Gianna: I was born and raised in San Francisco, though I think I have some country blood in me. I spent most of my childhood building walk-in aviaries and chicken coups in my backyard. I had over three dozen birds at one time — chickens, lizards, rabbits, ducks, rats, dogs. I also rode horses in Golden Gate Park everyday. I would wake up with the sun, feed my chickens, pedal my bike to the barn, ride out to the beach, gallop until I couldn’t breath, and bike home in time to feed my dog. I stole a chicken once too. Should I say this outloud? I was working at “this place” with a BIG snake that was fed chicks. I was cleaning out the chick pen and one of the little fuzzy guys had a limp. I thought it was SO unfair that he would be fed to a snake, the limp preventing him from a fair try at escaping (which he couldn’t do in the glass cage, but it still seemed grossly unfair). So I stuffed him in my pocket and took him home. A few months later he started crowing and had to be donated to the zoo. No roosters in San Francisco.
I really wanted a sheep too, but no hooved animals allowed (save for the horses at the public barn). I had this fascination with animals, and it must have been written all over my face. On another bike ride through the park, a man came up to me (out of the hundreds of people biking that day) and said, “I just found this little baby duckling and don’t know what to do with it.” Yes, I took that home too.
I now live in Northern California out in the country. I have two Newfoundland dogs, two horses, and a gigantic cat that is almost as big as the dogs.
7-Imp: Can you briefly tell me about your road to publication?
Gianna: Briefly. Is it possible for anyone to speak briefly about the LOOOONNNNGG path to publication?
I took a class over ten years ago through UC Berkeley Extension on “How to Illustrate a Children’s Book.” Our assignment was to illustrate the first page of an alphabet book. I couldn’t think in ONE-PAGE thoughts, so I had the idea for the entire book which turned into Zoopa five years later. And in the class I met Jim Averbeck, who invited me to join his writer’s group, “The Revisionaries,” with Lynn Hazen, Yuyi Morales, Maria van Lieshout, and Karen Ehrhardt. At the time we were all unpublished. We have all been so dedicated and now have multiple books, starred reviews, awards, and the best support I could ever wish for in a writer’s group.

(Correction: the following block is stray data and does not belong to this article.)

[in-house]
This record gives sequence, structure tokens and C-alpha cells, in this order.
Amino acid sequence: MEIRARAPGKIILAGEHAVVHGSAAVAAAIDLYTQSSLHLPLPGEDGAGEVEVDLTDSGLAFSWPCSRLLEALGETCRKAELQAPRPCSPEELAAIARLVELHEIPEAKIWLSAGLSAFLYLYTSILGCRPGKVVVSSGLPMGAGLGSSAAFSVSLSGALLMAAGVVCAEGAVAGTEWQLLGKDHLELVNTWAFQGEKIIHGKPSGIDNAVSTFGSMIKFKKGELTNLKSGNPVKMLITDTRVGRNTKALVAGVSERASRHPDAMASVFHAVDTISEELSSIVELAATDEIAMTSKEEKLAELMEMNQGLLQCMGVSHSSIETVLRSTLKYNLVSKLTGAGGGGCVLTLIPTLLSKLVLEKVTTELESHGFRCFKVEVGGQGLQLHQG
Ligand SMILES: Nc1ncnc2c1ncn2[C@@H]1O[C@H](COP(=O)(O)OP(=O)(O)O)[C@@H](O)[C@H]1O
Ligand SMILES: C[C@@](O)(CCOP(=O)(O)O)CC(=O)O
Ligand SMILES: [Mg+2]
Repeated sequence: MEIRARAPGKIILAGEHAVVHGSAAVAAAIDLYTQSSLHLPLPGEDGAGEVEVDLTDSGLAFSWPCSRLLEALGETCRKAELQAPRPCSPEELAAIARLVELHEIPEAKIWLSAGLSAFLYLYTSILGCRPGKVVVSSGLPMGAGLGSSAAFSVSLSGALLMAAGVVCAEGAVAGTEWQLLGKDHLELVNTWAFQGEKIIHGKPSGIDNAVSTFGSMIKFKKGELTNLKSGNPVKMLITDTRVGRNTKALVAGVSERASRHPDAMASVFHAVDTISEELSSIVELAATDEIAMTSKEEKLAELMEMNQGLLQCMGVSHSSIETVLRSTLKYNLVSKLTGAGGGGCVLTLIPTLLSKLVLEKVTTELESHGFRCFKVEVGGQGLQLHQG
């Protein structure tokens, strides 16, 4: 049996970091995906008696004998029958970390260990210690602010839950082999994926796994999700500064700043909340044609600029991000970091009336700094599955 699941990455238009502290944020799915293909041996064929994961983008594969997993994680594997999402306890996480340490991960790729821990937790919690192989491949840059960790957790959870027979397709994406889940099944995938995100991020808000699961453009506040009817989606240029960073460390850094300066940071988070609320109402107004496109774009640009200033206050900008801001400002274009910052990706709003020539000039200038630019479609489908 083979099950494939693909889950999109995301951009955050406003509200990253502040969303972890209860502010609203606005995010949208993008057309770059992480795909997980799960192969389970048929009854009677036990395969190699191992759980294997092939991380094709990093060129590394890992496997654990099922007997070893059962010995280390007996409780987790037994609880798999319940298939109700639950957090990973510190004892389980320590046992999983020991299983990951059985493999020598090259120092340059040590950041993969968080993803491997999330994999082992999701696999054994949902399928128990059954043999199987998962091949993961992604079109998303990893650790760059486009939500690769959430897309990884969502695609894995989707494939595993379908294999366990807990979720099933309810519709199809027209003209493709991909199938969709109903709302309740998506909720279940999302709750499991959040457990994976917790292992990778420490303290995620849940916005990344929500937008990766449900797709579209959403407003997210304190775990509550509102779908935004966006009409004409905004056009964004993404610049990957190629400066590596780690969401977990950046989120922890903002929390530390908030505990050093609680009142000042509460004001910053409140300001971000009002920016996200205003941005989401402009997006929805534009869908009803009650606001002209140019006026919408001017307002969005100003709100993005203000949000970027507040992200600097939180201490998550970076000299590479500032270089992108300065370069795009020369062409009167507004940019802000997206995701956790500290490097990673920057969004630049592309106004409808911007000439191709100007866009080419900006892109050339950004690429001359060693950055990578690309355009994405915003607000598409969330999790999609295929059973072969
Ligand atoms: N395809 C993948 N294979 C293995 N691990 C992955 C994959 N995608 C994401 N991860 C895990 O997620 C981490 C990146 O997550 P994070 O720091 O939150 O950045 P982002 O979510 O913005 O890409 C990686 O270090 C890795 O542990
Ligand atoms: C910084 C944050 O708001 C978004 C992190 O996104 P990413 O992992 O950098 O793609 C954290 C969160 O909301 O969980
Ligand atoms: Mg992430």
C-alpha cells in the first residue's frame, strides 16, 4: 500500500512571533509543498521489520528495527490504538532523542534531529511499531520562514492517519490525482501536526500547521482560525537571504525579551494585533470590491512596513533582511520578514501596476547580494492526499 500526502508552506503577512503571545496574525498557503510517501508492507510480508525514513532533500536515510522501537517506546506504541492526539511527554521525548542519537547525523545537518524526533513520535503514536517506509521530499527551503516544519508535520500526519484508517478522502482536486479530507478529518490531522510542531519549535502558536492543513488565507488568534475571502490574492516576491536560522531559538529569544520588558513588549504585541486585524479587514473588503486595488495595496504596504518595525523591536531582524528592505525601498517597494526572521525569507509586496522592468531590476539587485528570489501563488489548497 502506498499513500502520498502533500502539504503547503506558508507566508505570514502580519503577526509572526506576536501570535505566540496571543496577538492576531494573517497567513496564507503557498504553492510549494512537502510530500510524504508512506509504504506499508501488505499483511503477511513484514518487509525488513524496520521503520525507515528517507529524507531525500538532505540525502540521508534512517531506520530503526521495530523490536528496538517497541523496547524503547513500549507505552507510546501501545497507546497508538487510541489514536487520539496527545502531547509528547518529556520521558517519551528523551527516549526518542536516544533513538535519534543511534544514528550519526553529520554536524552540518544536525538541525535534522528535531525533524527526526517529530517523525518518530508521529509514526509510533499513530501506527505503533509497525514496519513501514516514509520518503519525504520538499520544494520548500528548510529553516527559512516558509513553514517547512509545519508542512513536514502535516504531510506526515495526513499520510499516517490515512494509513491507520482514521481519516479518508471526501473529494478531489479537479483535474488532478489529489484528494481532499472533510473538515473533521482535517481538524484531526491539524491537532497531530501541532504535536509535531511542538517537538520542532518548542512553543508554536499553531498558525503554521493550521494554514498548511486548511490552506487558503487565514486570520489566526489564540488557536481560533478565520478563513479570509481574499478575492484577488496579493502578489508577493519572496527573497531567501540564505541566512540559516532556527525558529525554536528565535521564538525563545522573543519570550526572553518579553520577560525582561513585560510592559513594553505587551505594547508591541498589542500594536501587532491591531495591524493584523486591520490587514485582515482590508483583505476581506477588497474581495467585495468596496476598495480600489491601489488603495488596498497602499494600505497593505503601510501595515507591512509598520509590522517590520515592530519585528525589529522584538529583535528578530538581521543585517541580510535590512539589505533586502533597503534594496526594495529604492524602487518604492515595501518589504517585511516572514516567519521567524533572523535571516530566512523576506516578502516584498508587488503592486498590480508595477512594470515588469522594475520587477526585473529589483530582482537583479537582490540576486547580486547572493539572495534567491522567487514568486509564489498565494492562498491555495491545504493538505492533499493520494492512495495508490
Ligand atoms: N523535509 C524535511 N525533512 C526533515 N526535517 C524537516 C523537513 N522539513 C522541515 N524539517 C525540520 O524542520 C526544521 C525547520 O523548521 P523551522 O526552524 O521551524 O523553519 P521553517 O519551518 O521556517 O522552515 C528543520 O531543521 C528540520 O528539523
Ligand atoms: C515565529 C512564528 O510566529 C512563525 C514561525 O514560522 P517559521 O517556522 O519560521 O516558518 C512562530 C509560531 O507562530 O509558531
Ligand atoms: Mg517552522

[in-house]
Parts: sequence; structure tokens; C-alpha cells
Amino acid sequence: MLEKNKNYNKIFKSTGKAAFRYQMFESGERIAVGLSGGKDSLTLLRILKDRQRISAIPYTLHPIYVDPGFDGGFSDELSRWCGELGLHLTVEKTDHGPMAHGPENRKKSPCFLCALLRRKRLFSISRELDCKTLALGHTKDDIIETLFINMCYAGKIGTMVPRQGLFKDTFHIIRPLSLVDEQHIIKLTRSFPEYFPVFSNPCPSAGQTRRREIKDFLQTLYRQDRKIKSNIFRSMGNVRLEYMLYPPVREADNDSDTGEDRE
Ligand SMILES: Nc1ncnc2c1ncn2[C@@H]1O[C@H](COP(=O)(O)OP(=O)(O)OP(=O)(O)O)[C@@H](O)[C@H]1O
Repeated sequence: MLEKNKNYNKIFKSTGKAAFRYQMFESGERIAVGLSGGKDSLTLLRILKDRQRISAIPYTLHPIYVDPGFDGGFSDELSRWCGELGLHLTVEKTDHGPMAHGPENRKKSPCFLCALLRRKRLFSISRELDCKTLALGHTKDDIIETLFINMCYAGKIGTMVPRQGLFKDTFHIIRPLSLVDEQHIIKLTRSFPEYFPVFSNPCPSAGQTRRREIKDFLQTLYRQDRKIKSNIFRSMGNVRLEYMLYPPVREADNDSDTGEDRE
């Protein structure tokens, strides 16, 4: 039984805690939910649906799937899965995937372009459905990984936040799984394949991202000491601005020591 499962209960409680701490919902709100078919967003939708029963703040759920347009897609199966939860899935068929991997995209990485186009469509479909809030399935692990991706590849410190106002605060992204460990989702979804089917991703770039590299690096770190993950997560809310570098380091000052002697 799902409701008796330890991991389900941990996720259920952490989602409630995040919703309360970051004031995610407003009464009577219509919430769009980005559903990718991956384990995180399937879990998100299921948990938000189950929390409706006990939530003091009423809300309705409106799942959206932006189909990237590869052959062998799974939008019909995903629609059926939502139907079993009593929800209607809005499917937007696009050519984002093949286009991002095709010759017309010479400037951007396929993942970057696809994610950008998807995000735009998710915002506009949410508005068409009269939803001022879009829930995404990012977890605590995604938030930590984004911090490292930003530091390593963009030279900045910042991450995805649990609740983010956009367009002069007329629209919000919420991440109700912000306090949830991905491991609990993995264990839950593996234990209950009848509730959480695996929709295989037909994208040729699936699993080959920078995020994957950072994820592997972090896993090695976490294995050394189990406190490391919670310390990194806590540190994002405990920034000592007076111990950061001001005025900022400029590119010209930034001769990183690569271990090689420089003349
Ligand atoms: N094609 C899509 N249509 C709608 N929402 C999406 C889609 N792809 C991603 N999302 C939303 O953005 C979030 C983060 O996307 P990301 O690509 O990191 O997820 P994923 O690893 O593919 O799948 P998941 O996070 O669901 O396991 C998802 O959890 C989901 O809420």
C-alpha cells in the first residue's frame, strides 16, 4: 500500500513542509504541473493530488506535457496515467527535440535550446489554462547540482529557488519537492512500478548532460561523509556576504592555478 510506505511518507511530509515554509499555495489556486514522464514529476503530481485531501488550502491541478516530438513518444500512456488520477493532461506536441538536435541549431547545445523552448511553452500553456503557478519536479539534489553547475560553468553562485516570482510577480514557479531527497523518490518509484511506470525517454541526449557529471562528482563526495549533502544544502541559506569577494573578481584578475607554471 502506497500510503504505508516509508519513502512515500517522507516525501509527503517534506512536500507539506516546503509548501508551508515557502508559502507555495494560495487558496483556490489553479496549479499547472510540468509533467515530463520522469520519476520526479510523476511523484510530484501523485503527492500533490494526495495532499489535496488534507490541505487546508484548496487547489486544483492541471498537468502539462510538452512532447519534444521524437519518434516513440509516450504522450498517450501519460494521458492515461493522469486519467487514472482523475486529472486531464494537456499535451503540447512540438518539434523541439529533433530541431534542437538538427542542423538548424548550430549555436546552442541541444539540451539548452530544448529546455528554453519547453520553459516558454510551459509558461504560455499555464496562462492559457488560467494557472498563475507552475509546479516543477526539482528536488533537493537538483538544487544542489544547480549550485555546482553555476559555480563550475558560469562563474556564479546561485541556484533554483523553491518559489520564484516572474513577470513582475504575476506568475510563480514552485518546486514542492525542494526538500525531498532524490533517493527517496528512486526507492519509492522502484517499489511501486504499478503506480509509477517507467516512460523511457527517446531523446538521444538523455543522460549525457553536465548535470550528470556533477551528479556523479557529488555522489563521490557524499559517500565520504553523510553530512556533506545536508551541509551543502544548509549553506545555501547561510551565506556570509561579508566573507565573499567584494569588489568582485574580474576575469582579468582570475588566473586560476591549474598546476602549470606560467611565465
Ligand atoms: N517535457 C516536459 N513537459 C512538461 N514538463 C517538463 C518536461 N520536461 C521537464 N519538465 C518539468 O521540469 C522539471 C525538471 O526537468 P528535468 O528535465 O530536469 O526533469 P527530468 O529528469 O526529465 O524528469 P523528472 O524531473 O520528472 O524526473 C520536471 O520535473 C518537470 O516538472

Lynn Hazen, and Karen Ehrhardt (with little Ian)
7-Imp: Can you please point readers to your web site and/or blog?
7-Imp: If you do school visits, tell me what they’re like.
Gianna: I do a lot of school visits, and they are mostly wonderful — with a few exceptions. For my assemblies, I dress up like an Italian chef and wave around a giant spoon, mixing a bowl of letters that the children help pick out and turn into words. My workshops are drawing classes with a little storytelling. I love to do school visits, and kids really are the best audience. The awful part is when the schools are not prepared. I was doing an assembly once in the cafeteria with several classes eating lunch and talking on tables at the far end of the room. That was bad, but I could talk over them. It was the band practice that started up behind the curtain, full on with tubas and trombones and drums, that I could not compete with.
7-Imp: If you teach illustration, by chance, tell me how that influences your work as an illustrator.
Gianna: I have taught illustration to young children only. I think teaching makes you understand better what you do, and I think for me, it helped break up complex drawings into simple shapes. Instead of trying to draw a very complex layout, I can break it down to circles, squares, ovals, etc.
7-Imp: Any new titles/projects you might be working on now that you can tell me about?
Gianna: A few. I mentioned the three-book deal with Viking that I hope to be starting on soon (just very recently found out the news).
I am also working on a young adult novel about twin sisters who are complete opposites. The wilder one is sent to India to work at a home for disabled people. She hates it and runs away with a dreadlocked traveler to explore India and, ultimately, herself. She decides not to call home for months, so she doesn’t get into trouble. Meanwhile, her “perfect” twin, who is seemingly so together, learns their father is dying of cancer. She has to deal with her own demons, and the family is torn apart while dealing with death and trying to find the lost sister.
Our coffee has brewed, and we’re ready to get a bit more detailed. I thank Gianna again for stopping by.